Authors:B. Kőszegi, I. Karsai, K. Mészáros, and G. Kovács
( Hordeumvulgare ssp. vulgare L.) cultivars and two weed flora in relation to interception of photosynthetic active radiation. Biol. Agric. Hort. , 20 , 257-273.
Competition between six spring barley (Hordeumvulgare ssp
Authors:S. Dulai, I. Molnár, B. Haló, and M. Molnár-Láng
., Abadía, J. (1999): Effects of salinity on chlorophyll fluorescence and photosynthesis of barley ( Hordeumvulgare L.) grown under a triple-line-source sprinkler system in the field. Photosynthetica , 36 , 375
A study was undertaken at the Directorate of Wheat Research experimental station, Karnal, India, to evaluate the effect of nitrogen (30, 60 and 90 kg/ha) and irrigation (one, two and three) on yield and grain quality traits of two and six row type malt barley genotypes. The mean grain yield significantly increased from 41.9 to 45.8 q/ha with increase in nitrogen dose from 30 to 90 kg/ha and 41.8 to 45.9 q/ha with increase in irrigations from one to three. The two and six row barleys had almost similar yield potential at higher nitrogen application and irrigation frequency but the six-row type had advantage at lower nitrogen and irrigation. Varietal effects were significant for all the traits, while N significantly affected only grain yield, spikes per unit area, 1000-grain weight and husk content. Irrigation effects were significant for bulk density, grain yield, spikes per unit area, and grains per spike. Traits like grain bulk density, proportion of bold and thin grains and husk content are mainly affected by variety and less affected by management practices.
Authors:J.Q. Xu, L. Wang, B.L. Liu, T.F. Xia, D.C. Liu, X. Chang, T.W. Zhang, H.G. Zhang, and Y.H. Shen
As one of the world’s earliest domesticated crops, barley is a model species for the study of evolution and domestication. Domestication is an evolutionary process whereby a population adapts, through selection; to new environments created by human cultivation. We describe the genome-scanning of molecular diversity to assess the evolution of barley in the Tibetan Plateau. We used 667 Diversity Arrays Technology (DArT) markers to genotype 185 barley landraces and wild barley accessions from the Tibetan Plateau. Genetic diversity in wild barley was greater than in landraces at both genome and chromosome levels, except for chromosome 3H. Landraces and wild barley accessions were clearly differentiated genetically, but a limited degree of introgression was still evident. Significant differences in diversity between barley subspecies at the chromosome level were observed for genes known to be related to physiological and phenotypical traits, disease resistance, abiotic stress tolerance, malting quality and agronomic traits. Selection on the genome of six-rowed naked barley has shown clear multiple targets related to both its specific end-use and the extreme environment in Tibet. Our data provide a platform to identify the genes and genetic mechanisms that underlie phenotypic changes, and provide lists of candidate domestication genes for modified breeding strategies.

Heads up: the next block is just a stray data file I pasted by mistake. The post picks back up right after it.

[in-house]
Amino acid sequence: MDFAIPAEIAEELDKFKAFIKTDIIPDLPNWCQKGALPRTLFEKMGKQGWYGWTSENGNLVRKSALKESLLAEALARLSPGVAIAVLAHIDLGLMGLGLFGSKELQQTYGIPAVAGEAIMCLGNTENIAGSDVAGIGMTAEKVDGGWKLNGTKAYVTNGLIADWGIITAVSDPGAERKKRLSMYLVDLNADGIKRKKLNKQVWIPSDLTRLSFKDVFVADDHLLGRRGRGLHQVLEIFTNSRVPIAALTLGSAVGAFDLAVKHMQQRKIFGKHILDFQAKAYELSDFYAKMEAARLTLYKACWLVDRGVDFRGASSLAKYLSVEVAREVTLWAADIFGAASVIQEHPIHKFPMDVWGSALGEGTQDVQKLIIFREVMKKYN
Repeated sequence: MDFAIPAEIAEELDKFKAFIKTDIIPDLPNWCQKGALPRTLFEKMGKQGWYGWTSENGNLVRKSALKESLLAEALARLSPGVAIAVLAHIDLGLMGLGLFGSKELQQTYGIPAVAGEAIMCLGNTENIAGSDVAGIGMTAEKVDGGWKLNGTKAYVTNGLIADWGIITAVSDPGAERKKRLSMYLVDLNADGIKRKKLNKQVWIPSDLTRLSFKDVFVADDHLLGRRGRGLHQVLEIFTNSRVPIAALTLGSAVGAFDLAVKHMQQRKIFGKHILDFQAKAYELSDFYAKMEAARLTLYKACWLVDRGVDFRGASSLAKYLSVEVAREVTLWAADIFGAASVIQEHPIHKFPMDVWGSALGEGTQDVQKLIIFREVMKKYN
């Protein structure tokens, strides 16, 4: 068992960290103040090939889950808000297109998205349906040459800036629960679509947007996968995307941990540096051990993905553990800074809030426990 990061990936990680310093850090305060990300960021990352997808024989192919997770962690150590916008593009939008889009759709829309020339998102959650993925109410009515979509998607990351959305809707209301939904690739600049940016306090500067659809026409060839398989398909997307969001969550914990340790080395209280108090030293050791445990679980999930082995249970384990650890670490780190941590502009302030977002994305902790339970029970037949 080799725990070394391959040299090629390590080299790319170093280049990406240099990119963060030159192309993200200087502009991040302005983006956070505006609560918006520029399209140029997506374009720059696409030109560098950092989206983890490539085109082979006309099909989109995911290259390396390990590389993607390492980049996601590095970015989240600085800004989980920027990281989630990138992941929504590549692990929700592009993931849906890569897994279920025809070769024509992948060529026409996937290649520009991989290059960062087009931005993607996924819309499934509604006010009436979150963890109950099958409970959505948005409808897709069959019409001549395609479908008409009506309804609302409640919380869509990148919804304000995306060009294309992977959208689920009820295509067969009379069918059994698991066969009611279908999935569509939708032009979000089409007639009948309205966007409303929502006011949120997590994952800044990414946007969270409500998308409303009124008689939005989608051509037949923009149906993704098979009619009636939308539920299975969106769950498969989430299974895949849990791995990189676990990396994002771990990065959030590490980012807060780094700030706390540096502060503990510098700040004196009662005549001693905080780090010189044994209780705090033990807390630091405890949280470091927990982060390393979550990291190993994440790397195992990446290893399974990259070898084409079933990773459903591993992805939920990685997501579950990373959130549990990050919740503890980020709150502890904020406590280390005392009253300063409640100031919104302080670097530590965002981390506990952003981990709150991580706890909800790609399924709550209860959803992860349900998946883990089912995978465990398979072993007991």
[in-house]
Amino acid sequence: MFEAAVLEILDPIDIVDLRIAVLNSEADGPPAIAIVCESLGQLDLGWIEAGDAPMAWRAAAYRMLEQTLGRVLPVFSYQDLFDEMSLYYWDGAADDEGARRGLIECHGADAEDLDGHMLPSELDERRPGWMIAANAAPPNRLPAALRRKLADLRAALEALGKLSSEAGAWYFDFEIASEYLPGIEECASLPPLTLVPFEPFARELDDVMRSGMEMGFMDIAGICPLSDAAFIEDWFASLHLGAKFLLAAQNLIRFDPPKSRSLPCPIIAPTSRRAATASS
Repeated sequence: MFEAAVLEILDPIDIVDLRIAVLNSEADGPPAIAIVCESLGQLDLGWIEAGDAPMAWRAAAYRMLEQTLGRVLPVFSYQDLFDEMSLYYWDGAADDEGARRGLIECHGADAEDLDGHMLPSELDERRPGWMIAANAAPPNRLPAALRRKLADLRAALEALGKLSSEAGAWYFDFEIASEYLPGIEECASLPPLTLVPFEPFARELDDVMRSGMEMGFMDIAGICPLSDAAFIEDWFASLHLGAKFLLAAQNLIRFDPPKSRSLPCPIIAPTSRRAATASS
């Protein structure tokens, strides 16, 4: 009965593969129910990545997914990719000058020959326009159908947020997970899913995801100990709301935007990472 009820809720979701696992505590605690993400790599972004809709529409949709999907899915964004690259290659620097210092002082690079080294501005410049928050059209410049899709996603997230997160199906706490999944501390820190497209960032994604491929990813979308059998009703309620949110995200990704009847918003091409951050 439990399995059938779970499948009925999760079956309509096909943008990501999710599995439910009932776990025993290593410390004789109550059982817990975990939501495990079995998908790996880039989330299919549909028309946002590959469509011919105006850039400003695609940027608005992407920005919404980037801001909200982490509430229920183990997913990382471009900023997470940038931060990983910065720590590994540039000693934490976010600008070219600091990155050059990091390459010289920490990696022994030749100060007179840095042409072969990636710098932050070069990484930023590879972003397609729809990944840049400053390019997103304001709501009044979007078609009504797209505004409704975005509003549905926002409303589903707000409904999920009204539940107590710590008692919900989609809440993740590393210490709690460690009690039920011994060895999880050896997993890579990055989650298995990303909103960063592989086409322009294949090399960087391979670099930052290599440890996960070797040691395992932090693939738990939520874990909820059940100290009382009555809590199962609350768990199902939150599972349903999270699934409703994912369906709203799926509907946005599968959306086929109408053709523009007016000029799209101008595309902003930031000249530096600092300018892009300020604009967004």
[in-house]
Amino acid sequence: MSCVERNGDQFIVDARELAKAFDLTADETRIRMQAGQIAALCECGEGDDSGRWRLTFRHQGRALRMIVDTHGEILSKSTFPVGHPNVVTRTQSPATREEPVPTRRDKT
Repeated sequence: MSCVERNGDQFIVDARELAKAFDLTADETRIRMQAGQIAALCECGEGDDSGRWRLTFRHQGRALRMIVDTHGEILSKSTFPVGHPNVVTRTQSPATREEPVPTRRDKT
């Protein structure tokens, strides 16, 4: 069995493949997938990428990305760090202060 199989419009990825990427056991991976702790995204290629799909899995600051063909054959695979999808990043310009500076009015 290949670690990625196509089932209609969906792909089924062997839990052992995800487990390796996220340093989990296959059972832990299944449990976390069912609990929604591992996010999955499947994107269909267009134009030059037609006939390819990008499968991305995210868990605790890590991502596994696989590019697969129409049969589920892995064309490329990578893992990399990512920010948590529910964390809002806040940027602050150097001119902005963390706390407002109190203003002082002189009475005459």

Authors:Takashi Nakajima, Megumi Yoshida, and Naoyuki Kawada
Fungicide application is one measure available to reduce the risk of Fusarium head blight (FHB) and mycotoxin contamination in barley. The stage at or near anthesis, or at full head emergence, is generally thought to be optimal for fungicide application, regardless of cultivar. However, we have found that the most critical time for
infection and mycotoxin accumulation in barley differed among cultivars. Whereas open-flowering cultivars were most susceptible at anthesis, closed-flowering cultivars were considerably resistant at anthesis but became susceptible after ‘spent’ anther extrusion. Therefore, we evaluated the effect of the timing of fungicide application on FHB and mycotoxin (deoxynivalenol and nivalenol) accumulation in closed-flowering barley. Thiophanate-methyl fungicide was applied at different developmental stages, from before anthesis to 30 days after anthesis (DAA), under artificial inoculation conditions in the field in which inoculum spores were provided throughout the testing period. As expected, the optimal timing for chemical control of FHB and mycotoxin accumulation was the time around the beginning of spent anther extrusion, rather than at anthesis. Later application, as late as 30 DAA, was also effective in controlling mycotoxin accumulation, although it was not effective in controlling disease levels. Our results suggest that the development of control strategies that cover the late stage as well as the early stage is desirable to reduce the risk of mycotoxin contamination in barley.